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GOOD ENOUGH FOR GILAS: MARCIO LASSITER

2014 is going to be a BIG year for Philippine basketball. This year will mark the first time two of our Philippine National Teams (Men’s and U17) will march onto the world stage and compete at the highest level of international hoops. Our very own Gilas Pilipinas squad will go to Spain and play in the 2014 FIBA World Cup, while the Philippine U17 Team, coached by Jamike Jarin, will troop over to Dubai for the 2014 FIBA U17 World Championships.

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It’s been reported that the Gilas Pilipinas brain trust is keen on tapping more players to join the pool, with the magic number pegged at 24. That means that there are still around eleven slots open. Take note that this does not YET include the two naturalized prospects of the team — Javale McGee of the Denver Nuggets and Andray Blatche of the Brooklyn Nets. We’re still not sure if their respective naturalization processes will finish in time for Gilas to include their names in the final 24-man pool.

As of this writing, the 2014 FIBA World Cup Draw is done, and the Philippines has been grouped along with Senegal, Argentina, Puerto Rico, Greece, and Croatia. That, in my opinion, is the second-toughest group of the lot, and making it into the second round will certainly be the tallest task coach Chot Reyes has ever faced. Needless to say, he’ll need all thew support he can get.

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This is the eighth piece in a series of posts detailing the players who can be part of that pool. For each named individual, we will look at the good things he can bring to the pool, his probable role should he get named to the final Gilas lineup, and the possible match-ups he will have at the Asian and world levels.

Today, we’ll talk about someone who was part of Gilas in 2011 as the Filipinos broke into the top four of the FIBA Asia Men’s for the first time since 1987. He was the usual starter at the SG spot, often guarding the opposing team’s best wingman. He was also one of the team’s designated snipers and slashers. He is Marcio Lassiter.

What he brings to the table:

Lutz offers three main things to the Gilas cause — his experience, his skill-set, and his versatility.

Much like Chris Lutz, Marcio’s Lassiter’s main strengths are his skill-set, versatility, and experience. Some, in fact, may argue that Lutz and Lassiter play very similarly, and that, should coach Chot want a pair of players seamlessly subbing for each other, then these two are his men.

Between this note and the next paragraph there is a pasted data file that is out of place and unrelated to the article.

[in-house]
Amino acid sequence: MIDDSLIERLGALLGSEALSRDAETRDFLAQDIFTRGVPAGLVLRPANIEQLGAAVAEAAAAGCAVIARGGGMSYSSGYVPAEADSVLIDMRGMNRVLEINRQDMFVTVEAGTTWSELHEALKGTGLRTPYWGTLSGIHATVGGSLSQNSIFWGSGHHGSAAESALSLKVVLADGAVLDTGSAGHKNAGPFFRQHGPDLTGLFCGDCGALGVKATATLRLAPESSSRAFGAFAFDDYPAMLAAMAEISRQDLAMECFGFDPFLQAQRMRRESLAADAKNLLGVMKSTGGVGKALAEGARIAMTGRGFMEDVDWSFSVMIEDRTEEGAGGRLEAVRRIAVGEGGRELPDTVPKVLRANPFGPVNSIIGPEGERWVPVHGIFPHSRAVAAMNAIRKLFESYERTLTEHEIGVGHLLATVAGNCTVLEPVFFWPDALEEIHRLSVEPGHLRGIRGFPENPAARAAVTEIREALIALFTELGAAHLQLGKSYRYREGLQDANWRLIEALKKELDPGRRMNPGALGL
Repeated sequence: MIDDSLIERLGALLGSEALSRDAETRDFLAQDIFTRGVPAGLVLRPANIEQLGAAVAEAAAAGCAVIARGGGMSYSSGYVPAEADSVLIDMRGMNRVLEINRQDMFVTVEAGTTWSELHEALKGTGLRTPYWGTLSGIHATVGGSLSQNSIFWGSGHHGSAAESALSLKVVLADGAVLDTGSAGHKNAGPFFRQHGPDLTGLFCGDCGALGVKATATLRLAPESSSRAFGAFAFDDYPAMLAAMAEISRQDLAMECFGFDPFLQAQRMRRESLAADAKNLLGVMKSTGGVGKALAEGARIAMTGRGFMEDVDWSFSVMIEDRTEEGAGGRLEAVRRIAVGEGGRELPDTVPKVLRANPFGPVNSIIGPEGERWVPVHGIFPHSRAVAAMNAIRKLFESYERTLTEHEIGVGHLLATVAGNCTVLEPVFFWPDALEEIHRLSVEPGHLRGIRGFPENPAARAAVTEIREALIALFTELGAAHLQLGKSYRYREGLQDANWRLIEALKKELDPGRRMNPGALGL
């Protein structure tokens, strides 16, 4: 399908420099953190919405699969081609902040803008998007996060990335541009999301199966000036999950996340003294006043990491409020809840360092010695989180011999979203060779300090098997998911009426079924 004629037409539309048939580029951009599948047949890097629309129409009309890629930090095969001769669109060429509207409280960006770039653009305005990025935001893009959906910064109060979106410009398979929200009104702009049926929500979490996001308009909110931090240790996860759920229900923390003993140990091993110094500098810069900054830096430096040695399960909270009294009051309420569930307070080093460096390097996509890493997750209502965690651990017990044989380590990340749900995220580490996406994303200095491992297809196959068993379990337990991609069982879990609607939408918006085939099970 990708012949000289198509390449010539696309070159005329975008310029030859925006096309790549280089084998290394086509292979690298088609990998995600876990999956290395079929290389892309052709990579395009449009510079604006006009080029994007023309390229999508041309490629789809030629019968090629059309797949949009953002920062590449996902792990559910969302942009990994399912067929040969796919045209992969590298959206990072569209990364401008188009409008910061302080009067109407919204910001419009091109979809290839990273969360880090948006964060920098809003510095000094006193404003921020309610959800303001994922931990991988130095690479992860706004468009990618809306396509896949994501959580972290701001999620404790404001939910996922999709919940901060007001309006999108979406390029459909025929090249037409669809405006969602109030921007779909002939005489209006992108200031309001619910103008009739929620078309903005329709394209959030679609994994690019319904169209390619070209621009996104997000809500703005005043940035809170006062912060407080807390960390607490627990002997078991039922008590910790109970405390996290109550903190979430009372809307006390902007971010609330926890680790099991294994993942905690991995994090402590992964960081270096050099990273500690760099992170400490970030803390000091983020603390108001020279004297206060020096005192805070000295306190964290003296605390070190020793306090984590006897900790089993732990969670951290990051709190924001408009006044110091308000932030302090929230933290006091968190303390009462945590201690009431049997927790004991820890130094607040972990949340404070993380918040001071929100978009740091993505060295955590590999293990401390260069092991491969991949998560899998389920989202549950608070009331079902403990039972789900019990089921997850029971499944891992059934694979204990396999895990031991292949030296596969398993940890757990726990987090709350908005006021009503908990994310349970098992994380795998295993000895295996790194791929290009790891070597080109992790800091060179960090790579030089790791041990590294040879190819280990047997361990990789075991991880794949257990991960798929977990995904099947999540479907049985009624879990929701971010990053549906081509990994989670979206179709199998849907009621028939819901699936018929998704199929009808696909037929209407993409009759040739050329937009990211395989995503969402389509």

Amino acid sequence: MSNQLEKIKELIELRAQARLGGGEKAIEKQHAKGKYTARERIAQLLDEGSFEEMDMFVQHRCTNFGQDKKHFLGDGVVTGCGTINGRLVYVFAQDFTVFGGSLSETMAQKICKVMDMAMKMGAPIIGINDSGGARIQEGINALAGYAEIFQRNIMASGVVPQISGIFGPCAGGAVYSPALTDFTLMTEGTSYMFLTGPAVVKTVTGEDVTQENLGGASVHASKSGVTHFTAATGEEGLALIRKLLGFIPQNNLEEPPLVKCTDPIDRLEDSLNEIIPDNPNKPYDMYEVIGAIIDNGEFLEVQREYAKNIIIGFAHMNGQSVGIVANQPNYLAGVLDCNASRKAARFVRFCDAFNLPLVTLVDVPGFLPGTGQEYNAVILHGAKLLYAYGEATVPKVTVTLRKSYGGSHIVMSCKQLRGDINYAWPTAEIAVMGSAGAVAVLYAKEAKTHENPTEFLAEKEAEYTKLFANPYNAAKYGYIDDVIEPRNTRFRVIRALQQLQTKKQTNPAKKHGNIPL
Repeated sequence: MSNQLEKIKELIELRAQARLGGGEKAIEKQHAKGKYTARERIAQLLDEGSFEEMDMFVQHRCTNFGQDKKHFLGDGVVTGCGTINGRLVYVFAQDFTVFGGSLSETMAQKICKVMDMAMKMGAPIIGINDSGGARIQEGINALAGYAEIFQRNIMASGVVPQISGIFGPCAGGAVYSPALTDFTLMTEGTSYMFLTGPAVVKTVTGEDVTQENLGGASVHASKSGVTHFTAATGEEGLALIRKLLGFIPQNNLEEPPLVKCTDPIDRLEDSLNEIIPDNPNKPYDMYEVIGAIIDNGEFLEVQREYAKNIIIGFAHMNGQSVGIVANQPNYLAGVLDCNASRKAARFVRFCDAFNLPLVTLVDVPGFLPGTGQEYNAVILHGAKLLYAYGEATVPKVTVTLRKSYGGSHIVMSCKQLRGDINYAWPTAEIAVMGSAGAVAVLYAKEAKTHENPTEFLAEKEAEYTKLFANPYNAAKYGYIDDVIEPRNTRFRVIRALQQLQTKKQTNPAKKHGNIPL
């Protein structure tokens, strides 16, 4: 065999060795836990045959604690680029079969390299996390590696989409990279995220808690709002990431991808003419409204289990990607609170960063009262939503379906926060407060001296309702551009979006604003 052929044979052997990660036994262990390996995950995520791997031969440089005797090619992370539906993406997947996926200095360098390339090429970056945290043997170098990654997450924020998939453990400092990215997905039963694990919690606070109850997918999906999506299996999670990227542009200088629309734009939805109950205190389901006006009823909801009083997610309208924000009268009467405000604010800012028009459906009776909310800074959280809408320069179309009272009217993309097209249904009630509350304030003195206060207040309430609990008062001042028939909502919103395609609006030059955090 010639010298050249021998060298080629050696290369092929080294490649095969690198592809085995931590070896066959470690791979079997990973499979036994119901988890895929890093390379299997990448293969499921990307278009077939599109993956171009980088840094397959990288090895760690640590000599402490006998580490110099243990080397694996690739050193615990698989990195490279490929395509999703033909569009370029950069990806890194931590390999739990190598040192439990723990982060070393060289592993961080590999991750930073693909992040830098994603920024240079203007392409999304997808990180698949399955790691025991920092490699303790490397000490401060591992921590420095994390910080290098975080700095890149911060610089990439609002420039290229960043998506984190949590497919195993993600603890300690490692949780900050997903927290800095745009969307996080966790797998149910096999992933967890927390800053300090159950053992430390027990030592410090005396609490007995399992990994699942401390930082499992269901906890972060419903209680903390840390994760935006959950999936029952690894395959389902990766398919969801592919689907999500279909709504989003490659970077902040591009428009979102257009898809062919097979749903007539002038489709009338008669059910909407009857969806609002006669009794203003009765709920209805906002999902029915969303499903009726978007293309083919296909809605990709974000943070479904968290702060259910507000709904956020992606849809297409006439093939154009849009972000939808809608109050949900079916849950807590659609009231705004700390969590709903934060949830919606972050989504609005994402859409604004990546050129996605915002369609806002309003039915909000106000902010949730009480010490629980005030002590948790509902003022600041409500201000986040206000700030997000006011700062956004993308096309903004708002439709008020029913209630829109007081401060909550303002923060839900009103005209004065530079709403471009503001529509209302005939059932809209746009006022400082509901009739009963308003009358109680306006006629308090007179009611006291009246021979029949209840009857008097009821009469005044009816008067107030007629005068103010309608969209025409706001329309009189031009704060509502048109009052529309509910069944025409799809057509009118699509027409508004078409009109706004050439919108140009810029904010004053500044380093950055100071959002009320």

If I may offer a sliver of differentiation, though, this is it — whereas I think Lutz is the slightly better playmaker and slasher, I think Lassiter is the slightly better shooter, ball-handler, and defender. In the 2011 Wuhan joust, Lassiter played six games, averaging around 8 points, 5 rebounds, and 1 steal. He was the team’s second-leading scorer behind Marcus Douthit. He defended guys like Rahseim Wright, Takuya Kawamura, Jet Chang, and Cho Sung-Min.

Right now in the 2013-2014 PBA Season, Lassiter is doing pretty well, averaging about 15 points, 4 rebounds, 3 assists, 1 steal, and 2 treys per outing. His one glaring flaw, however, is missing about a third of his free throws. He is a really solid two-way guy, but when it comes to crunch time and hitting those pressure-cooker freebies, Lassiter is not the odds-on favorite.

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Why he is a good fit for Gilas: 

Here’s the thing, though, I think that should the San Miguel group green light Lassiter for the World Cup, coach Chot wouldn’t think twice of putting the California State-Fullerton alum in the 24-man pool. The bottom line is Lassiter’s experience guarding all those top-tier FIBA Asia wingmen is invaluable, and, well, he’s significantly younger than Gary David, Larry Fonacier, and Jeff Chan. Putting Lassiter could prove to be a good move for the present and long-term.

Potential match-ups:

FIBA-Asia: Hamed Afagh (IRI), Kim Min-Goo (KOR), Lin Chih-Chieh (TPE)

FIBA World Cup: Manu Ginobili (ARG), Krunoslav Simon (CRO), Konstatinos Sloukas (GRE)

Should Lassiter get the nod at the 2 spot, he’ll have the unenviable task of guarding one of the most successful “imports” in the NBA – Manu Ginobili. I’m sure Lassiter will relish at the chance to go at the multi-titled Argentine, but he might get more than he asks for, too. Still, I believe Lassiter has enough in him to give even Manu, and the others on that list, a stiff fight.

In the next post, we’ll begin evaluating possible candidates at point guard, and we’ll begin with an obvious choice — San Mig Coffee’s Mark Barroca.

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